Strict inclusion criteria honed our cohort to 373 soft-tissue free flaps performed for coverage of traumatic defects below the knee (Table 1). Microsurgical anastomoses were performed with loupes in 150 flaps, and the remaining 223 flaps were performed with the operating microscope. Loupe-only flaps were performed solely by surgeons at the University of Pennsylvania Health System, and the majority of microscope flaps (83.9 percent) were performed at New York University Langone Health. The major complication rate for both groups combined was 15.3 percent (n = 57). Take-backs for free flap vascular compromise occurred in 29 flaps (7.8 percent). Any flap failure was observed in 49 flaps (13.1 percent), and consisted of 29 partial flap failures (7.8 percent) and 20 total flap losses (5.4 percent). Direct comparison of free flap outcomes according to institution (Table 2) demonstrated no significant differences between the University of Pennsylvania Health System (n = 186) and the New York University Langone Health (n = 187) groups with regard to major perioperative complications (p = 0.682), take-backs (p = 0.341), any flap failure (p = 0.894), partial flap failure (p = 0.572), or total flap failure (p = 0.637).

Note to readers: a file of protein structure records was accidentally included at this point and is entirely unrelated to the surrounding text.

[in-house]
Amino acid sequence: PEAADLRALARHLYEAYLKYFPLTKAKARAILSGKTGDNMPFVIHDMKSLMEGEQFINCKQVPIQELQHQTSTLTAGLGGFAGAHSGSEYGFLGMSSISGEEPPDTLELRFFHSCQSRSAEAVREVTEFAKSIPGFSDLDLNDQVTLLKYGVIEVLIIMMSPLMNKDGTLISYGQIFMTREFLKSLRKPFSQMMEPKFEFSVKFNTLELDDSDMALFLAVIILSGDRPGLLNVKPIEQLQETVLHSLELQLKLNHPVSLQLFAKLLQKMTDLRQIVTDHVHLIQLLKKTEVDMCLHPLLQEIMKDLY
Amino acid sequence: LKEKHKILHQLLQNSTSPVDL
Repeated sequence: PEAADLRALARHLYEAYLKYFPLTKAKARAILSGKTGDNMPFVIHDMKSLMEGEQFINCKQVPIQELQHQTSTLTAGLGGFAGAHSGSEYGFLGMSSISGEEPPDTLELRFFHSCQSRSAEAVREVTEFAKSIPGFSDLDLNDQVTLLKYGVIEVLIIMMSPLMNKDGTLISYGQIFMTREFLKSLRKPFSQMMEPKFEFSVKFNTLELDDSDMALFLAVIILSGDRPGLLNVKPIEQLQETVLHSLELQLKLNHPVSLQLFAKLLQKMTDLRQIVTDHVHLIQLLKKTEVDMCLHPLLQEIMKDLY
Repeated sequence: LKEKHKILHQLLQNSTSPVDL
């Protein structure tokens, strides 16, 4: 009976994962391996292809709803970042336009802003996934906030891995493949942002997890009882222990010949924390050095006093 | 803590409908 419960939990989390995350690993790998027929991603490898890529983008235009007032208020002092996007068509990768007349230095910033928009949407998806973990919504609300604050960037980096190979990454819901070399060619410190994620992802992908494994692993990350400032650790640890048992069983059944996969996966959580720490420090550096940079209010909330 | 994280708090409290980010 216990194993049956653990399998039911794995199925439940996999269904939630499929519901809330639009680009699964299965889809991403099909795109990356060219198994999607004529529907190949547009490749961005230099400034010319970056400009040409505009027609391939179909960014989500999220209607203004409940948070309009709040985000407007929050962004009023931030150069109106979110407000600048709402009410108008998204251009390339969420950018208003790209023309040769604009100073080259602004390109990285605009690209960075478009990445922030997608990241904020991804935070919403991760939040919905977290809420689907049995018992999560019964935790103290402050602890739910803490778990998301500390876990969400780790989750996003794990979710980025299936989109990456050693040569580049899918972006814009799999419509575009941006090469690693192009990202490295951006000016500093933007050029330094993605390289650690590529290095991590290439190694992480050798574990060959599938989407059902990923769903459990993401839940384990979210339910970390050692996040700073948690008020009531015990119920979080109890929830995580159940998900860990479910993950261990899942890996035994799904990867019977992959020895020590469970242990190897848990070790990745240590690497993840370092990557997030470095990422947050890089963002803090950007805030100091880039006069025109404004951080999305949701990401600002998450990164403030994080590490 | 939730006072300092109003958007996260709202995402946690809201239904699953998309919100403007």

Table 1. -
Patient Demographics and Flap Characteristics According to Microsurgical Technique
| Penn 2002–2016
| NYU 1996–2016
|Tibial defect location†
|Acute trauma (<30 days)†
|Arterial injury present†
| AT injury
| PT injury
| Peroneal injury
| 3 vessel
| 2 vessel
| 1 vessel
| 0 vessel
|Recipient artery injured
|Arterial anastomosis type
|Two venous anastomoses
|Vein graft used